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Breakfast noodle dishes


bhsimon
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As far as I understand, noodles are a common breakfast dish throughout south-east Asia. Curry laksa, for example, is a breakfast noodle dish in Penang, Malaysia; commonly called curry mee by the locals. This is just one example I know of first hand, but I'm certain there are many others.

 

Do you know of other breakfast noodle dishes? Or books on the subject?

 

Keep in mind that I'm interested in noodle dishes specifically, not just any type of breakfast. I'll keep that broader topic for a different thread.

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When we were growing up, my mom would sometimes cook chicken broth noodles with a poached egg in it.  The broth was usually the leftover liquid from a steamed or poached chicken.  Other times, we'd get noodles in leftover Chinese-style broth soups, or instant ramen. With a poached egg. The poached egg is the best part.

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Several decades ago, in 1959 and '60, I lived with a family of Orthodox Jews and one breakfast dish was noodle kugel, delicious, filling and good hot or cold.

"There are, it has been said, two types of people in the world. There are those who say: this glass is half full. And then there are those who say: this glass is half empty. The world belongs, however, to those who can look at the glass and say: What's up with this glass? Excuse me? Excuse me? This is my glass? I don't think so. My glass was full! And it was a bigger glass!" Terry Pratchett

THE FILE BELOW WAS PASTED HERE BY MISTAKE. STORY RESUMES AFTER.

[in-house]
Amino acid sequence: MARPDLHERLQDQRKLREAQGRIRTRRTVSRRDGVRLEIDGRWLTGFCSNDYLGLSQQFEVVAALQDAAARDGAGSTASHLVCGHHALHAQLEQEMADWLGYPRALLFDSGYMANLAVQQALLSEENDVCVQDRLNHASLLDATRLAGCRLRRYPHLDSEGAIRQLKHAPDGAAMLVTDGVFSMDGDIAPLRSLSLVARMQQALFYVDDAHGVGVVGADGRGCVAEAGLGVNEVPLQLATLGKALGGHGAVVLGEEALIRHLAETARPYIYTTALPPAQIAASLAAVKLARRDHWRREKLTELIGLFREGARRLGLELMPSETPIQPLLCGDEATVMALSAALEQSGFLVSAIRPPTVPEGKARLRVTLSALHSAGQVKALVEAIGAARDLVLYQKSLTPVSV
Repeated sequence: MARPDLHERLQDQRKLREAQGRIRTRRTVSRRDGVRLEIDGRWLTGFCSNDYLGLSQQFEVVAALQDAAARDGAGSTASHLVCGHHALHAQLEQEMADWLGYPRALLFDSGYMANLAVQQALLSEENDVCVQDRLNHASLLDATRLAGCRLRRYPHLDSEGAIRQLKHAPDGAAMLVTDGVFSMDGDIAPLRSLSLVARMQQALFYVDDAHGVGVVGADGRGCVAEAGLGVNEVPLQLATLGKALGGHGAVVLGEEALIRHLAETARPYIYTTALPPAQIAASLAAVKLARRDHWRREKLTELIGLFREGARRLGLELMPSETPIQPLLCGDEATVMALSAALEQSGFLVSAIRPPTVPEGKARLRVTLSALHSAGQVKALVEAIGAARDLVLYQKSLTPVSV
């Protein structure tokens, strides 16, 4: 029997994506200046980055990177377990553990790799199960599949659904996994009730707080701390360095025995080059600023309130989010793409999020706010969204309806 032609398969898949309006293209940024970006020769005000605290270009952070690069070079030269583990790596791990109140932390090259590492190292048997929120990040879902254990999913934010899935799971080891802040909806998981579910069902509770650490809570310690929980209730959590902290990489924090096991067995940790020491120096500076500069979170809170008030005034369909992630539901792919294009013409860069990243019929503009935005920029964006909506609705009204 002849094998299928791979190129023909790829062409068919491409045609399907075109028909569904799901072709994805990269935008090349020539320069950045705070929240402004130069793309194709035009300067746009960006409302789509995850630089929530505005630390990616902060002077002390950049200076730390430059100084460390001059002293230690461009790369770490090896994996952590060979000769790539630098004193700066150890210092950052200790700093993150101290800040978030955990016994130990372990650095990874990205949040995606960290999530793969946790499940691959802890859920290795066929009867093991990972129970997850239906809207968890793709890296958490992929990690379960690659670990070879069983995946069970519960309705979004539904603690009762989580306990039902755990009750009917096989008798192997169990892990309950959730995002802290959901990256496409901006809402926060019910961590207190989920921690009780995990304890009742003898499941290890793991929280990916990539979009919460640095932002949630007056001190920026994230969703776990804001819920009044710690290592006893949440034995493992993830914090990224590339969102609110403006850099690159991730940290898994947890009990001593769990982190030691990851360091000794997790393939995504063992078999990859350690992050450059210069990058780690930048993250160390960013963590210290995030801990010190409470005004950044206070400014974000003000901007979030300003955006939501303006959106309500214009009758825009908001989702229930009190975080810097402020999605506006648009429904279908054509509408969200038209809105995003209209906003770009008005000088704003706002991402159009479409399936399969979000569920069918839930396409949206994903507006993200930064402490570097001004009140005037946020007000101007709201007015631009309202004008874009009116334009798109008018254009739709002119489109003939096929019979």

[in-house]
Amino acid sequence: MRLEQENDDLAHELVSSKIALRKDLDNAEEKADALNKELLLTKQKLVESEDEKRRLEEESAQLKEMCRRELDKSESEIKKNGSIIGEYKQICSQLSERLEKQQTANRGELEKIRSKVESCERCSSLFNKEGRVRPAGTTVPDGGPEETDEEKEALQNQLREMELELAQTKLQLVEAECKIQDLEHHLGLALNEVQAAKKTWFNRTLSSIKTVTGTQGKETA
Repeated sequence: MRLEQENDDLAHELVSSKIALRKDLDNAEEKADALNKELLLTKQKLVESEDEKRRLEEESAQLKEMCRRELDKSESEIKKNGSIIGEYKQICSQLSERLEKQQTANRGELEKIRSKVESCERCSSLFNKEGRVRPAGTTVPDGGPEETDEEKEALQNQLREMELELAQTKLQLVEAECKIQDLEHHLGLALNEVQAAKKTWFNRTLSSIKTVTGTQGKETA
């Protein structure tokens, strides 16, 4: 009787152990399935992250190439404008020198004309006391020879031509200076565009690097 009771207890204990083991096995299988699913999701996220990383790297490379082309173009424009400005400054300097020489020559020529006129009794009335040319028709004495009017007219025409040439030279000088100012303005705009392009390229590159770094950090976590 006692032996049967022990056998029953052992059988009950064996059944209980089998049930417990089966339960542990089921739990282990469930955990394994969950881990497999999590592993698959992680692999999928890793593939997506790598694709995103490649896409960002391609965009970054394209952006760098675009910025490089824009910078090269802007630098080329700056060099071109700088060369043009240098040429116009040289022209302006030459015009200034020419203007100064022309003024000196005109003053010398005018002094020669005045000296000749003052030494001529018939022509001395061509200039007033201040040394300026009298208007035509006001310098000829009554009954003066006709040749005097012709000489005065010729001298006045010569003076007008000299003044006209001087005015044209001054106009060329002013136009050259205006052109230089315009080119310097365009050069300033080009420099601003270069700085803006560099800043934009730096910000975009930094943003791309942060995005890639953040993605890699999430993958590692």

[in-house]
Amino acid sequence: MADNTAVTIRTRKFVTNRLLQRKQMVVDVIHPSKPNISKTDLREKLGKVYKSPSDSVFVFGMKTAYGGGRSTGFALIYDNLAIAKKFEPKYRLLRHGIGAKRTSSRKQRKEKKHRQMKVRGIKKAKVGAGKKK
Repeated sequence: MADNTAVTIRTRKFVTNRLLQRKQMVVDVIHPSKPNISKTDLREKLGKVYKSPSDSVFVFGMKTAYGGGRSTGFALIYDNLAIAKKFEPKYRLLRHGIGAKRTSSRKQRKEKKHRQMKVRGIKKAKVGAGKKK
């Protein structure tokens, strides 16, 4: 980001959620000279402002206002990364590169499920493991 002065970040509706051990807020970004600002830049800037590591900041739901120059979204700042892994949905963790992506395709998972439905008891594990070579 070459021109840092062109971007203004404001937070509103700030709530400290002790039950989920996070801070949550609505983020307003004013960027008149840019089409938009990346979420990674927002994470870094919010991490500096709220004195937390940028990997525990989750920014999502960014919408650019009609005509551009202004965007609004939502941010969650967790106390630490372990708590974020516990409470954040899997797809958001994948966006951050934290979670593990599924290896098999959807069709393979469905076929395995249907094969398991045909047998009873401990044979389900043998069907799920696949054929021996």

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Noodles in various forms are commonly eaten for breakfast across China. It seems like every town has its own specialty. 

 

They aren't specifically 'breakfast' noodles. They can be and are eaten all day. At the end of the lane in which I live is a noodle shop. It is open from 6am until 4am, only closing for those two hours for cleaning. Early mornings there are queues to get in (thy only have a few tables), but there are people there all the time. (In the middle of the night it is mainly taxi drivers and cops who frequent it.

 

They only sell three dishes.

 

noodles1.jpg

猪脚粉 zhū jiǎo fěn  - Pig's Foot Rice Noodles

 

 

noodles2.jpg

Dry Dredged Rice Noodles

 

noodles3.jpg

鲜肉粉 xiān ròu fěn - Fresh Pork Noodles

 

These dishes originated in the nearby town of Guilin, which is also famous for its Guilin Rice Noodles. The rice noodles are served in a soup containing slivers of pork, peanuts, chile, scallion and pickled vegetables.

 

Guilin_mifen.jpg

桂林米粉 guì lín mǐ fěn - Guilin Rice Noodles

 

Another favourite is Old Friend's Noodles from the regional capital Nanning

 

800px-Laoyoufen.jpg